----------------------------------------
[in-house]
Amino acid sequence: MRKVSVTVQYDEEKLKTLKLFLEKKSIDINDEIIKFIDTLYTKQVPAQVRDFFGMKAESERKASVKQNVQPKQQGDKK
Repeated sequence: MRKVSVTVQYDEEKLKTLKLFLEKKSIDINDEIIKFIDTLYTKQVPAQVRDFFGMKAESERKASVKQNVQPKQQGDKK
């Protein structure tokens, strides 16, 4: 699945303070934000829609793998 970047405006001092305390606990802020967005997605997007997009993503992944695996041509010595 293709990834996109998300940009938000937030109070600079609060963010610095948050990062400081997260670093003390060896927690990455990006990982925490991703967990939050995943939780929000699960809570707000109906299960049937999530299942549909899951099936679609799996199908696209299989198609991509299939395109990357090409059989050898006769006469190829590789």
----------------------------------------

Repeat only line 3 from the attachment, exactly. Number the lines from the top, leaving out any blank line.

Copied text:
Repeated sequence: MRKVSVTVQYDEEKLKTLKLFLEKKSIDINDEIIKFIDTLYTKQVPAQVRDFFGMKAESERKASVKQNVQPKQQGDKK